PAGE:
Is £18,000 the cash equivalent value? If it is, then the pot is really too small to make sharing economic.
Given your age, it may make sense for you to have the pension transferred to you then cash in all or some of it to give him a settlement lump sum. You can do this if you are over 55.
His fiancé's income will have no bearing on the financial settlement beyond the fact that their living costs will be shared. Her income etc does not have to be declared.
When you say there are no assets, I assume that you mean you do not own a property, car or have any savings or investments. Do you think he may have assets of which you are unaware? Or do you think he is earning more than he has declared?
You should think very carefully about the costs involved in going through the courts if you are represented. If this really is the only asset, any potential gain will be wiped out by legal fees.
Hi there,thank you for your reply. I don't know what the cev is or understand what a cev is. We don't own property or cars etc or have any investments or assets just his pension. I also don't know if he has any assets either although he seems to be able to afford to have 2 European holidays within 2 months of each other so he must be comfortable. Regardless I am assuming what you are saying is that although his pension pot stood at £18k or there about it may cost me more than my share of 50/50 to pursue it is that right ??...is there no other way around it is a cash settlement of what it is worth and him keep all his pension?? It just feels like I'm being dealt a bum card with no chance of even getting half of his pension ....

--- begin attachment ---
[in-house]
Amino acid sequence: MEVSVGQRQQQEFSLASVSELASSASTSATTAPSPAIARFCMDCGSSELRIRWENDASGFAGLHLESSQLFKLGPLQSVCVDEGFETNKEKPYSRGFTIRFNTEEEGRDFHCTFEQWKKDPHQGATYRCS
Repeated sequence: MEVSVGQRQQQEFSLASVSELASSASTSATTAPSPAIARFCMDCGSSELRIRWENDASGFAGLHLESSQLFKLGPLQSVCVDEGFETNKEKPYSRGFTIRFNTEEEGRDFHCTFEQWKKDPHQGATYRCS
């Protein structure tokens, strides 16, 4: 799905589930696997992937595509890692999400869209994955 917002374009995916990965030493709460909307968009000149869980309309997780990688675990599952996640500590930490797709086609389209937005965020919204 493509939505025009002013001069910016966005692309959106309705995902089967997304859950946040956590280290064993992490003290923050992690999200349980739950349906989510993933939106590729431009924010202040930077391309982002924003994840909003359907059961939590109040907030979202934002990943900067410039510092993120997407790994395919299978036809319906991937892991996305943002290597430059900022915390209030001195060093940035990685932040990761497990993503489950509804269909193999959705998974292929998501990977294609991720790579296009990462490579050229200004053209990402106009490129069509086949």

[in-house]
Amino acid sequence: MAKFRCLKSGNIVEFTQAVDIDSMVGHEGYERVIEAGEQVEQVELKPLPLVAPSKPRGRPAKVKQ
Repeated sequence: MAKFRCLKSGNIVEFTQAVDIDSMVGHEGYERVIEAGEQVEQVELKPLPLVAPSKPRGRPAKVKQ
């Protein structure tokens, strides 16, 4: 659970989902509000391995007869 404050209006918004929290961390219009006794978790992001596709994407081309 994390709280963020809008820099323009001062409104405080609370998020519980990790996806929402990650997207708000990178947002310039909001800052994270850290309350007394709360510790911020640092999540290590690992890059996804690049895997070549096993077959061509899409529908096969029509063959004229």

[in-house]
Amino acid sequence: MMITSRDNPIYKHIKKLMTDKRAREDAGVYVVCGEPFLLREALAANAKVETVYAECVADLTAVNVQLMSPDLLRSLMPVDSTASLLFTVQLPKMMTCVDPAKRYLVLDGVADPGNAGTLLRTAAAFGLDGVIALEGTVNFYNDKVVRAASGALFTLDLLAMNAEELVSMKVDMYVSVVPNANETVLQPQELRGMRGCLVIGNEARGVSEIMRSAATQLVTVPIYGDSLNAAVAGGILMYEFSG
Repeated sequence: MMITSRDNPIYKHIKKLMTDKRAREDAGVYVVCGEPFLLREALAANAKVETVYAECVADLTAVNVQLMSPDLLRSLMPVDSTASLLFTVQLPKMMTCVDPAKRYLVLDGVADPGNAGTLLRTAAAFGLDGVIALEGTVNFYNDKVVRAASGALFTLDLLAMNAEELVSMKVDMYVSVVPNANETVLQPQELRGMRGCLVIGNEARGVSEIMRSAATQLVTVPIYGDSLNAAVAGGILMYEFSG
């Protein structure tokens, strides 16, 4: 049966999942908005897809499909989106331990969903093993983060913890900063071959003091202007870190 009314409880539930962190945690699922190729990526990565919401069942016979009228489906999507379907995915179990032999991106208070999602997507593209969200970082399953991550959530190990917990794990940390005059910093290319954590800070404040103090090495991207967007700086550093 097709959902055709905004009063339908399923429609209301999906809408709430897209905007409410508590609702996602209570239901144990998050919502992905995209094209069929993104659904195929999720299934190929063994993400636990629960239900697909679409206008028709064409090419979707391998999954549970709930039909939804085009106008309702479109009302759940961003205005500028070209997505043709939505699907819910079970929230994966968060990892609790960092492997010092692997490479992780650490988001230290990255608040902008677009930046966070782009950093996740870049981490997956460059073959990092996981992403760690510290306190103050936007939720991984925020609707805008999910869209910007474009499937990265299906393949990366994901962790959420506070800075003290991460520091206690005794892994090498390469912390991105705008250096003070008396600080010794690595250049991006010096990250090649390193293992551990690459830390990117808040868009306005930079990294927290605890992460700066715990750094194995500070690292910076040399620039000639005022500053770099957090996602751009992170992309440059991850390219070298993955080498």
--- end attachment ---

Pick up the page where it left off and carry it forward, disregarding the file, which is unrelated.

A pension pot of £18,000 is really tiny. It would buy an annual pension of probably of less £300 per year with no increases, and no widows pension. It would make more sense to cash it all in, and as you are over 55 years old, you can do this, and split the money. It will be taxed though. I doubt you would find anyone who would do a pension sharing order on that level or investment.
If there is nothing to split, or very little, you haven't lost anything. He has nothing, you have nothing... but you have your freedom and a chance to walk with a spring in your step and carry on with a life you can choose.
That I do .....but I've now had a message from my solicitor saying my husband now wants to go to mediation ....8 months after his first chance that he declined so as its about mediation I am going to ask for his verbal response of 100% of his pension to be shared to me leaving him free to marry his fiance and me to live out what time I have left....he can accept it or get a solicitor and fight it and let the courts decide
So my ex has still not disclosed his finances and now my solicitor has decided it best to get a consent order from the courts to hopefuly get a form e signed and sent back. I don't hold any hope in this and wonder what will happen if he ignores the court letter to respond within the 14 days he has to get it back to my solicitors ???